Cover crops can lessen soil erosion and compaction, improve water infiltration, enhance nutrient availability, suppress weeds, and assist with pest management. However, cover crops are not commonly used in alleyways of established red raspberry (Rubus idaeus) fields in the Pacific Northwest of the United States. Rather, the space between red raspberry beds is repeatedly cultivated and the soil is kept bare, which has detrimental effects on soil quality. Adoption of alleyway cover crops is limited because red raspberry growers are concerned about resource competition between a cover crop and red raspberry crop. A 2-year study was conducted in an established ‘Meeker’ red raspberry field in northwest Washington to evaluate the effects of eight annually seeded alleyway cover crops (cultivars of wheat, cereal rye, triticale, oat, and ryegrass), one perennial ryegrass alleyway cover crop, mowed weed vegetation, and the industry standard of cultivated bare soil (Till) on the physical, chemical, and biological properties of soil quality in alleyways and raised beds. This included evaluating soil bulk density (Db), compaction, organic matter, pH, cation exchange capacity (CEC), macro- and micro-nutrients, and bacterial and fungal community structure; red raspberry yield and fruit quality were also evaluated. Although there were statistically significant differences among treatments across sampling dates for CEC, there were no consistent trends. Alleyways planted with the perennial ryegrass mix had the lowest mean Db 6 and 24 months after seeding. Tilled alleyways had the lowest Db 12 and 18 months into the study. Red raspberry grown adjacent to Till did not result in a significantly higher estimated yield or fruit total soluble solids than raspberry grown adjacent to cover crops in either year of the experiment. Differences in microbial community structure were observed among seasons rather than treatments. These results do not demonstrate significant effects of alleyway cover crops on red raspberry productivity when applied to established fields. The potential benefits of alleyway cover cropping on soil quality may outweigh any concerns regarding resource competition. Changes in soil quality are often difficult to quantify and require long-term study.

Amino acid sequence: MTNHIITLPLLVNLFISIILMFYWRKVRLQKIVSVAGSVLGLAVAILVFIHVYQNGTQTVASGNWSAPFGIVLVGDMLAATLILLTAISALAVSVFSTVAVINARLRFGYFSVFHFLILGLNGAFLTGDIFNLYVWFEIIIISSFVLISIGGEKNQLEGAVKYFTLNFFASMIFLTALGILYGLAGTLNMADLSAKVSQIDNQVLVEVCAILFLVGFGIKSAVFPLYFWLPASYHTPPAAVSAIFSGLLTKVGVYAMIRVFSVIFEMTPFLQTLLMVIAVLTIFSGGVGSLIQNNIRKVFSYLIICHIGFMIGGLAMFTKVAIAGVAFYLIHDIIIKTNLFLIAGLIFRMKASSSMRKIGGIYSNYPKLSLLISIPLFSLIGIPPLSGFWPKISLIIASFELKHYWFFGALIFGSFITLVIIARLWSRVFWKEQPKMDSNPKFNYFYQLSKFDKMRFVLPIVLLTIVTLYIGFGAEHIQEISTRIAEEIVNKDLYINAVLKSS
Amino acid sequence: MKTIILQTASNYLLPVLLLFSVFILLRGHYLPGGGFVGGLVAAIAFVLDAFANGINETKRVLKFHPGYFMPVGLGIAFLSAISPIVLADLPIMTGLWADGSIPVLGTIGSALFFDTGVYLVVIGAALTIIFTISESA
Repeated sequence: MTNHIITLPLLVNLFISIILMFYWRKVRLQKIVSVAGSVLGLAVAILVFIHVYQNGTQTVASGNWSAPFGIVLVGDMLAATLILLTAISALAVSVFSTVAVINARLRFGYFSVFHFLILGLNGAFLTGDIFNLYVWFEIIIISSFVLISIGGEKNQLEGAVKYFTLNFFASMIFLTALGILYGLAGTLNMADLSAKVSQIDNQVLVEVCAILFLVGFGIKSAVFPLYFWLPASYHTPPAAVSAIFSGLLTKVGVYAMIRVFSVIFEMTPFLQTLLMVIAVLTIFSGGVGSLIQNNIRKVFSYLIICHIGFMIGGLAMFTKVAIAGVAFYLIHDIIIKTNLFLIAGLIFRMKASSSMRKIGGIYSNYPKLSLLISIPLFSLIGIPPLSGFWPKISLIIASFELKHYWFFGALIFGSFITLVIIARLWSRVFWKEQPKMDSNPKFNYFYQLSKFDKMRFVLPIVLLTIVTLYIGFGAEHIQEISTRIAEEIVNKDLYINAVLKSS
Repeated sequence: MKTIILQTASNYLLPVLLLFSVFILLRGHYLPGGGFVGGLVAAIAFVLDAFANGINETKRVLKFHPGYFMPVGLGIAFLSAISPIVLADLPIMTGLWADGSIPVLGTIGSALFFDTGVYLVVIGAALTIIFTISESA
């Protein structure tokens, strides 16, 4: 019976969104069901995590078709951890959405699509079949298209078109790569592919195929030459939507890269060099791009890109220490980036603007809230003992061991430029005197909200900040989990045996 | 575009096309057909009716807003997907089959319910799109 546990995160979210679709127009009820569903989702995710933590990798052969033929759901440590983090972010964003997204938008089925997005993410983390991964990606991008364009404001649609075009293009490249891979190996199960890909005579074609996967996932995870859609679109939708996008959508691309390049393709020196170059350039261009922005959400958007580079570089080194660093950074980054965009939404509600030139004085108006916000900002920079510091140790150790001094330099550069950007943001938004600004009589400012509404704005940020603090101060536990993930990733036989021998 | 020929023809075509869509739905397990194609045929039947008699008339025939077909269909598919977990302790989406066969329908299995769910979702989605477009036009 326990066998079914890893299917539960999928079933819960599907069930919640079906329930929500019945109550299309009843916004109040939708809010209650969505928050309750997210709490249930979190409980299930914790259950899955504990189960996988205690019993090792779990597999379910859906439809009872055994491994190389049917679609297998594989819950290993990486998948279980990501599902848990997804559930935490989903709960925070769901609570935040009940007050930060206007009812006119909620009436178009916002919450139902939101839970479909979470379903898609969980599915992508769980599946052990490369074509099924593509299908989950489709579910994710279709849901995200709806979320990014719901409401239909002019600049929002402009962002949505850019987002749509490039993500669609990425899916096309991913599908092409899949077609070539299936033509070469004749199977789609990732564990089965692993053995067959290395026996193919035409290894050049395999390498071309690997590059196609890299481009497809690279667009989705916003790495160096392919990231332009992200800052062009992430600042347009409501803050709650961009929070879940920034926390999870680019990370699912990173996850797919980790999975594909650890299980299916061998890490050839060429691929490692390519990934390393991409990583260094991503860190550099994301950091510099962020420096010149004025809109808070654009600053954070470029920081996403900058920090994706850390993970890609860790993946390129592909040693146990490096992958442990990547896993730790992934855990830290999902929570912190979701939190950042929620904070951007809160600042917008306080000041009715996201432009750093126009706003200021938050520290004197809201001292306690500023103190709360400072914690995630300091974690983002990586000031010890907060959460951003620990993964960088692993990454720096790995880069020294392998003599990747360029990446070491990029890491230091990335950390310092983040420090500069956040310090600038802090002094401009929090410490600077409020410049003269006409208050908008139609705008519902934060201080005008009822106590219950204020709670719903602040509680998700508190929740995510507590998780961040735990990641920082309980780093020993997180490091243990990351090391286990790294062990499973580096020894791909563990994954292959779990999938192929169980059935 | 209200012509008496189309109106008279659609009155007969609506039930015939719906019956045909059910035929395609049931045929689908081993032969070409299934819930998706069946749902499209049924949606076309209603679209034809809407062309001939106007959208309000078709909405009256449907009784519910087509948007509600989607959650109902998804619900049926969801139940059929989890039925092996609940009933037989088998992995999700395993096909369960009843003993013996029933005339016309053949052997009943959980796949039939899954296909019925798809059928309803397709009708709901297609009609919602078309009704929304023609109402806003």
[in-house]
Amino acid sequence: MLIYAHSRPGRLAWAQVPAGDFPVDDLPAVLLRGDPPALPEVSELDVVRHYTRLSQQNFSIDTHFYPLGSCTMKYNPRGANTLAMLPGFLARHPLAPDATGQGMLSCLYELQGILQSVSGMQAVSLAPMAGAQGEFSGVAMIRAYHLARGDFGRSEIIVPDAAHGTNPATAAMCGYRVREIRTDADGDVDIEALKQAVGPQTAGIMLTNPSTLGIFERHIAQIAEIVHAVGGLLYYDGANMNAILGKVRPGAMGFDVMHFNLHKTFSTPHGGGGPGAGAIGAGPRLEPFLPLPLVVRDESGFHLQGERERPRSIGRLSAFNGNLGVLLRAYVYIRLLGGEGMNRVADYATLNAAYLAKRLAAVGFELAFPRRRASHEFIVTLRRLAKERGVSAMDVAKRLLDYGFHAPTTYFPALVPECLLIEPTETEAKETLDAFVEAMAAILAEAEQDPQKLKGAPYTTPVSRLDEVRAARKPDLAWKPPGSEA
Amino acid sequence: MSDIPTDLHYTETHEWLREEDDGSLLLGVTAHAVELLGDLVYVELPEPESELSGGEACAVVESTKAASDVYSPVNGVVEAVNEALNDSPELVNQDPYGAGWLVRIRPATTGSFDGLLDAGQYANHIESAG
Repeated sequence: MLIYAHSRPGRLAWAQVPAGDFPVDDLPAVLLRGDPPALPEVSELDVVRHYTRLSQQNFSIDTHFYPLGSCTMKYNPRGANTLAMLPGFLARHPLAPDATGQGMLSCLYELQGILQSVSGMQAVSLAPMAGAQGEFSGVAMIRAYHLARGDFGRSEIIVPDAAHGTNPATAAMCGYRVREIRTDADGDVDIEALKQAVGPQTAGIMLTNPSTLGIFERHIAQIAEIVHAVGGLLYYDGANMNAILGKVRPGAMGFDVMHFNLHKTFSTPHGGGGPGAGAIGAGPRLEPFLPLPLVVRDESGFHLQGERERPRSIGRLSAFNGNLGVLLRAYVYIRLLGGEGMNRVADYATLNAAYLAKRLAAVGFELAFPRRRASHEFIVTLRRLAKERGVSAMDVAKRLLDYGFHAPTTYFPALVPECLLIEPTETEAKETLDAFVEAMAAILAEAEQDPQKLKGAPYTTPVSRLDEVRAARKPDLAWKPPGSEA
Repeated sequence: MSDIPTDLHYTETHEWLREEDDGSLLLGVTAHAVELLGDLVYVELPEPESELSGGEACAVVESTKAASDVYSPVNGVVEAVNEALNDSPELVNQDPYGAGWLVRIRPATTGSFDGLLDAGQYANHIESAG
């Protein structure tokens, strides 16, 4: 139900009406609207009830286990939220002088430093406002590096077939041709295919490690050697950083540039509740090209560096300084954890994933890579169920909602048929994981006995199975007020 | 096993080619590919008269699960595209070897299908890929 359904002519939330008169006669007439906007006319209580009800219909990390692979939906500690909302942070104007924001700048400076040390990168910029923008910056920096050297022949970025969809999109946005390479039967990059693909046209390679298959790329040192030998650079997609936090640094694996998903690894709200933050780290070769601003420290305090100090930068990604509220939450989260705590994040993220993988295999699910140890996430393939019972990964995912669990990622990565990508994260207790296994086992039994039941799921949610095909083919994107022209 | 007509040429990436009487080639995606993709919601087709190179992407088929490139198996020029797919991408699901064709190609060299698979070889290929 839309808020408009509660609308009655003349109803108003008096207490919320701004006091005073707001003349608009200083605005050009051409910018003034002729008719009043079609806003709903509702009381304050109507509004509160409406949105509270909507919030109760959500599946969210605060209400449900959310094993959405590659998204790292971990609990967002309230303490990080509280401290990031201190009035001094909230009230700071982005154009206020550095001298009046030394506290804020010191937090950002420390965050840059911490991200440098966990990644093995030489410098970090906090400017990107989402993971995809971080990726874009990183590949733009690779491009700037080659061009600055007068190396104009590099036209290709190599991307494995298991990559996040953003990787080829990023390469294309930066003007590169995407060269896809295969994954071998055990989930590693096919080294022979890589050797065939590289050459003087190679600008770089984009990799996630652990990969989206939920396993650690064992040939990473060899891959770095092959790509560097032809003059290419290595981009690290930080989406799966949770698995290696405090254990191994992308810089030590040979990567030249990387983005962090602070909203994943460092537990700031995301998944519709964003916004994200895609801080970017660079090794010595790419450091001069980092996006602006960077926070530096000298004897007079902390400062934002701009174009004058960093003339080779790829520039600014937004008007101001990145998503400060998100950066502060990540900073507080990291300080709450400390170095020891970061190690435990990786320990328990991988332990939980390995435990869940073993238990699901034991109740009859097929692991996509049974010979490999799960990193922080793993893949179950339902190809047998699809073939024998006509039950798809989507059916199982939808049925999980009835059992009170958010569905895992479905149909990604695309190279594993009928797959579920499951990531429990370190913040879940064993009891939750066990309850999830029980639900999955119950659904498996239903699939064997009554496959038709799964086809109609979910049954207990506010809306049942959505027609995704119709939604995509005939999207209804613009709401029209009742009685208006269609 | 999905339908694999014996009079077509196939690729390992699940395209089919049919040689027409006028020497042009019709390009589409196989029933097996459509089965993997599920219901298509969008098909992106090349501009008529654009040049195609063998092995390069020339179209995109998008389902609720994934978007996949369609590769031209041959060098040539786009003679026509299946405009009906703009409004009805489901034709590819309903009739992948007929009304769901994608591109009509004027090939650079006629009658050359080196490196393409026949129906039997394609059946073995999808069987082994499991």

|Number of pages||9|
|State||Published - Mar 2020|
Bibliographical noteFunding Information:
Received for publication 29 Aug. 2019. Accepted for publication 18 Dec. 2019. Published online 6 February 2020. This research was partially funded by the Washington Red Raspberry Commission and the North-west Agricultural Research Foundation. We would like to thank Chris Benedict, Steve Lyon, and Sean Watkinson for their assistance in the field. We also thank Stephen Jones and the WSU Plant Breeding program for assistance with cover crop cultivar selection for this project and the grower cooperator for donating the land, labor, and resources for this project. Mention of trade names or commercial products in this publication is solely for the purpose of providing specific information and does not imply recommendation or endorsement by the U.S. Department of Agriculture. R.E.R. is a former Washington State University Graduate Research Assistant. R.E.R. is the corresponding author. E-mail: rachel. firstname.lastname@example.org. This is an open access article distributed under the CC BY-NC-ND license (https://creativecommons. org/licenses/by-nc-nd/4.0/).
This research was partially funded by the Washington Red Raspberry Commission and the Northwest Agricultural Research Foundation. We would like to thank Chris Benedict, Steve Lyon, and Sean Watkinson for their assistance in the field. We also thank Stephen Jones and the WSU Plant Breeding program for assistance with cover crop cultivar selection for this project and the grower cooperator for donating the land, labor, and resources for this project.
© 2020 American Society for Horticultural Science. All rights reserved.
- Bulk density
- Ground covers
- Soil health
- Soil microorganisms
ASJC Scopus subject areas